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Inflation Prompting Consumer Grocery Pullback, Retailers To Discount Big Items

Consumers are spending $460 more a month on goods and services due to inflation.

Consumers are pulling back on grocery spending at the same time that major retailers are expecting a glut of goods to flood their warehouses, prompting steep discounts on a variety of products.

Kroger CEO Rodney McMullen said Thursday during an earnings call that rising inflation has altered consumer buying habits, forcing shoppers to cut back and switch to less expensive store-branded merchandise, CNN reported.

Food prices rose nearly 12%, the largest 12-month increase since 1979, with staples like eggs up 32%, milk up 16% and poultry up 16.6%. This is forcing the average U.S. household to spend $460 more every month on goods and services compared to 2021, CNN reported.

“Rising inflation has consumers rethinking their shopping and eating habits. We are seeing different shopping behaviors based on how individual customers are experiencing the current inflationary environment,” McMullen said.

While inflation has puffed up the prices of core grocery items, retail analysts expect big chains like Walmart, Target and Macy's to slash the prices on things like patio furniture and sweatpants this summer as orders made as long as two years ago finally arrive on shelves, The Wall Street Journal reported.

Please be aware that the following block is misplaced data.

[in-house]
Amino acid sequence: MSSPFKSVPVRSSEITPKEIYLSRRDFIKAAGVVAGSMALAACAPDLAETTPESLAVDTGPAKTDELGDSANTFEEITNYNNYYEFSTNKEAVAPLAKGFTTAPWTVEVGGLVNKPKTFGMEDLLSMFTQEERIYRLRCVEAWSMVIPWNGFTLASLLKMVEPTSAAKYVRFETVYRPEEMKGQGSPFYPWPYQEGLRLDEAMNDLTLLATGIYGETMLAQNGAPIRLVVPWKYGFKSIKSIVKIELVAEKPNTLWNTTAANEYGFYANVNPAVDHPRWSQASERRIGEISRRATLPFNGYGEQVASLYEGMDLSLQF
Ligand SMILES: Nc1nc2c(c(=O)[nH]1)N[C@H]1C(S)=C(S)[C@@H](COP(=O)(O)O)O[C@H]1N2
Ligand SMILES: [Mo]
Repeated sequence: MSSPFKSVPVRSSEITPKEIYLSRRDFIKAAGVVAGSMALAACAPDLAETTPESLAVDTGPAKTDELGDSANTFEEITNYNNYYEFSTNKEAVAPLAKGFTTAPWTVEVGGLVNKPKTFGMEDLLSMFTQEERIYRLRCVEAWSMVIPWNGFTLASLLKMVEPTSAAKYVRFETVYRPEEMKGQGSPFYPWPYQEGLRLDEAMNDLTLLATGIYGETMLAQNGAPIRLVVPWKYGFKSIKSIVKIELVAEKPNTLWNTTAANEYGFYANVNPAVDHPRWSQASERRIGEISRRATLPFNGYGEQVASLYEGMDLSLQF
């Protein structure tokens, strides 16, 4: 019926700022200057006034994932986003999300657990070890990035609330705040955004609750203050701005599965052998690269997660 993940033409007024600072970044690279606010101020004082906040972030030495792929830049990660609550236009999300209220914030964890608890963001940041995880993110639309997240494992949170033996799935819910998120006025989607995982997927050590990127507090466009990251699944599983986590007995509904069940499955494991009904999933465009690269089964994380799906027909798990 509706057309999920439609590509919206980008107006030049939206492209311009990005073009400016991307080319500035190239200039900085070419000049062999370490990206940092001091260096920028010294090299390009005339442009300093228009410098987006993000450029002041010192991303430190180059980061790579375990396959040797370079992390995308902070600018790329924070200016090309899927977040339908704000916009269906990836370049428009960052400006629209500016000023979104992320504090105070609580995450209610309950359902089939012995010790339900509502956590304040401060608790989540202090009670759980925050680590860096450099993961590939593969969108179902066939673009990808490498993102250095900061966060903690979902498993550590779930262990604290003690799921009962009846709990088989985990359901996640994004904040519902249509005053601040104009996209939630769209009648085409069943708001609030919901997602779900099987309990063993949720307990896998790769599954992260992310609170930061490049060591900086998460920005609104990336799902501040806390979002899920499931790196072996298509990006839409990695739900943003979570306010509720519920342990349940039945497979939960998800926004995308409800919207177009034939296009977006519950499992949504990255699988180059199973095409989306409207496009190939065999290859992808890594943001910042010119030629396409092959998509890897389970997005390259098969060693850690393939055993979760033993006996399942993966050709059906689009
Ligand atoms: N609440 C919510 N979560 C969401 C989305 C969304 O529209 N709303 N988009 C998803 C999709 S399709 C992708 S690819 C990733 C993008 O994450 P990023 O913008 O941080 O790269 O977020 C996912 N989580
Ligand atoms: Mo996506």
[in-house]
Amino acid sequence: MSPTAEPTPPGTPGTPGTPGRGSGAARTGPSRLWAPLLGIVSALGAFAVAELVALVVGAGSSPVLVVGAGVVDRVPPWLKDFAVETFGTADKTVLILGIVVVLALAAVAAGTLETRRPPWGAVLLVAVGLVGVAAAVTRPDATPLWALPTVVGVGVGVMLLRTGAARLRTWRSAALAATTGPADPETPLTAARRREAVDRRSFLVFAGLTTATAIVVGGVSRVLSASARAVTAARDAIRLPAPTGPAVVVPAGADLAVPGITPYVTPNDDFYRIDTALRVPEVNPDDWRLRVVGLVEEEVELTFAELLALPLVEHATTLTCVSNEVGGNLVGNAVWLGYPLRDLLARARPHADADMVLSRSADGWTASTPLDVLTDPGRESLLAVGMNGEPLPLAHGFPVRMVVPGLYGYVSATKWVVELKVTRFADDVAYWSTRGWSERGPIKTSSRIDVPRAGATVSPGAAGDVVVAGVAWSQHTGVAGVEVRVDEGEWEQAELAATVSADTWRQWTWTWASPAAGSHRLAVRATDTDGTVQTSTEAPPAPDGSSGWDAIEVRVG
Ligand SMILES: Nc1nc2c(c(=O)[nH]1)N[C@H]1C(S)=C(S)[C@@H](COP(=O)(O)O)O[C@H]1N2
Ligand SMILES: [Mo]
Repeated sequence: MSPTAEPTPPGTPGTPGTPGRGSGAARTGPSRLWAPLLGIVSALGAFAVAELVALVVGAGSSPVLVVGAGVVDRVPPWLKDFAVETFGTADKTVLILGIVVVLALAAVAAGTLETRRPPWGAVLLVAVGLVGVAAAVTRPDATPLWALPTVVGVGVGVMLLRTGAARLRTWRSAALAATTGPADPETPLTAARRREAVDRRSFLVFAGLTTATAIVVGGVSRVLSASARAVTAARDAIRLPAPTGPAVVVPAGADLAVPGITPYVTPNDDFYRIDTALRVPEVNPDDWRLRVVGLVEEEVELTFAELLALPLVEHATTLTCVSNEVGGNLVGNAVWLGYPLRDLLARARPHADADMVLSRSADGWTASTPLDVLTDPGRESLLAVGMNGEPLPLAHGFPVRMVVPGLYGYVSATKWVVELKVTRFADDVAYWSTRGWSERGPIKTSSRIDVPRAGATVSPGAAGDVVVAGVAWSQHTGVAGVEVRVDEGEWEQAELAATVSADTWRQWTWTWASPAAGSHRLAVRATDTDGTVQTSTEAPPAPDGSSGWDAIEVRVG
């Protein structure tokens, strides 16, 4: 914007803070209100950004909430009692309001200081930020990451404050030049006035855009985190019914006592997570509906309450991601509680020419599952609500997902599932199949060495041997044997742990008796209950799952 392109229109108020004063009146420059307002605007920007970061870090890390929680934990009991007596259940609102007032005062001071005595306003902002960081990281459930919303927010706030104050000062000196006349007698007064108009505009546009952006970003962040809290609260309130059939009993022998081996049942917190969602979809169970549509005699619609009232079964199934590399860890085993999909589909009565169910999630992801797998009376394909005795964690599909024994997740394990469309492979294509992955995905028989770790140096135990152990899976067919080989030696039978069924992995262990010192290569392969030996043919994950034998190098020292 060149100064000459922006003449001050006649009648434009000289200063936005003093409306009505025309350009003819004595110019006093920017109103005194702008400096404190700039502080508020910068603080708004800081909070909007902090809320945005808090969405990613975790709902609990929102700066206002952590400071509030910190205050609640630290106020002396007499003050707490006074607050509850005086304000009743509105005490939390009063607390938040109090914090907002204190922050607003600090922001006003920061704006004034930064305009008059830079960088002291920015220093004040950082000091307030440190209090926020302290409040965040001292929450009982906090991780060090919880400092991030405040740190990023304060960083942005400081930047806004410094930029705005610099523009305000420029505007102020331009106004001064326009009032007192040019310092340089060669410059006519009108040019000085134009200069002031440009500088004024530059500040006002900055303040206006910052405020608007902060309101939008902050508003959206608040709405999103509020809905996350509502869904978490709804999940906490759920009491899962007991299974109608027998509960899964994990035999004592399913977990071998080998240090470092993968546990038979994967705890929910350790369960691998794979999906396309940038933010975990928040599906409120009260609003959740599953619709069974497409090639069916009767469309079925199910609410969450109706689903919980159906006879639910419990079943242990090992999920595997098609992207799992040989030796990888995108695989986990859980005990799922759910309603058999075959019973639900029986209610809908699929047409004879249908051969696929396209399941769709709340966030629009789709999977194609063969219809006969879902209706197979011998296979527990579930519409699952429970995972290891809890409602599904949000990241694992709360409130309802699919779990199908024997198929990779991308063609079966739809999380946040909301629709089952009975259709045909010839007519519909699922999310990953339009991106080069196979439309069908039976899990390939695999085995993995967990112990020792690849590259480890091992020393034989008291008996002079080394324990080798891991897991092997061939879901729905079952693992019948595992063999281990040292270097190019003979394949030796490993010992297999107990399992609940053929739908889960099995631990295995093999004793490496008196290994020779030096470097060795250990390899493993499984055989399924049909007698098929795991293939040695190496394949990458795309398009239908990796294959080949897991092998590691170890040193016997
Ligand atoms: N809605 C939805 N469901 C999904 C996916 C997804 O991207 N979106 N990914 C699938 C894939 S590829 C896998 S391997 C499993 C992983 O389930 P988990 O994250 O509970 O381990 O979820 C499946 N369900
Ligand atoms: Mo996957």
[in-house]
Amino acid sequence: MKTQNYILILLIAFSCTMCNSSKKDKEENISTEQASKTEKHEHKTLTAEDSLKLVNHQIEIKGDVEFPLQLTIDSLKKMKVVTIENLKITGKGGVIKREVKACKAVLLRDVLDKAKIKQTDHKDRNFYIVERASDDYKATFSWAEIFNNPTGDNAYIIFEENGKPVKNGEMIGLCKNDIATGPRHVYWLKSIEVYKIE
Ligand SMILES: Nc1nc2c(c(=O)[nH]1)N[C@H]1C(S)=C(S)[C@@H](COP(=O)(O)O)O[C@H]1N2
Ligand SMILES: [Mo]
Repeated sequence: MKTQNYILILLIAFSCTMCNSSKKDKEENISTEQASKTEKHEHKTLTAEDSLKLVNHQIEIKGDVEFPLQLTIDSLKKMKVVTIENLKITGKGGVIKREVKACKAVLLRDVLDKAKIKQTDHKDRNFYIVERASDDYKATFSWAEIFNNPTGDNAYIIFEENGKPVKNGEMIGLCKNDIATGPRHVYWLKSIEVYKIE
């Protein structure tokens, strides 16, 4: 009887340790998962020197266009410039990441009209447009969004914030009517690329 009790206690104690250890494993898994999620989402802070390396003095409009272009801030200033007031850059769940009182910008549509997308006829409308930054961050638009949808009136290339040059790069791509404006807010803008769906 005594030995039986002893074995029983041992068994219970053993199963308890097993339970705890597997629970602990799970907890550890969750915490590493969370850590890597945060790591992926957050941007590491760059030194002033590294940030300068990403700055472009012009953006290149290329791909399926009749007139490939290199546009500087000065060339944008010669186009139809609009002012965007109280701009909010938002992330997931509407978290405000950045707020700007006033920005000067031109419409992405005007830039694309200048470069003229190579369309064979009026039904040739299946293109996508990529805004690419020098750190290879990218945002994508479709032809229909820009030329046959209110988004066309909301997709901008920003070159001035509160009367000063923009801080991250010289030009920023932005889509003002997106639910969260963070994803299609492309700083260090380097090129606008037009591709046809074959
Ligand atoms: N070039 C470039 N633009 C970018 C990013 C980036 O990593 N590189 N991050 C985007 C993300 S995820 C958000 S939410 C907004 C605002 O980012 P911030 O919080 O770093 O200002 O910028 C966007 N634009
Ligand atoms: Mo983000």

Many of these products were in high demand while Americans were in lockdown during the height of the pandemic. Now that restrictions have been largely lifted across the U.S., consumers are spending more on eating out, going to concerts and traveling, according to the WSJ. That behavior shift will force retailers to discount big-ticket items like furniture and appliances, items that consume too much space inside warehouses to stay for extended periods.

Retailers like The Gap, which produce their own line of clothing and décor, also may slash prices to move goods off their shelves since they cannot pass costs on to other parties, Moody's Investors Service Vice President Mickey Chadha told the WSJ.

“There are going to be discounts like you've never seen before,” Chadha said to the WSJ.

These changing consumer behaviors could create volatility for the grocery-anchored retail sector, which has remained one of the industry's most stable segments throughout the pandemic. Grocery-anchored properties have become a highly sought-after investment target, recording the second-highest-ever sales volume last year at $13.3B, according to JLL.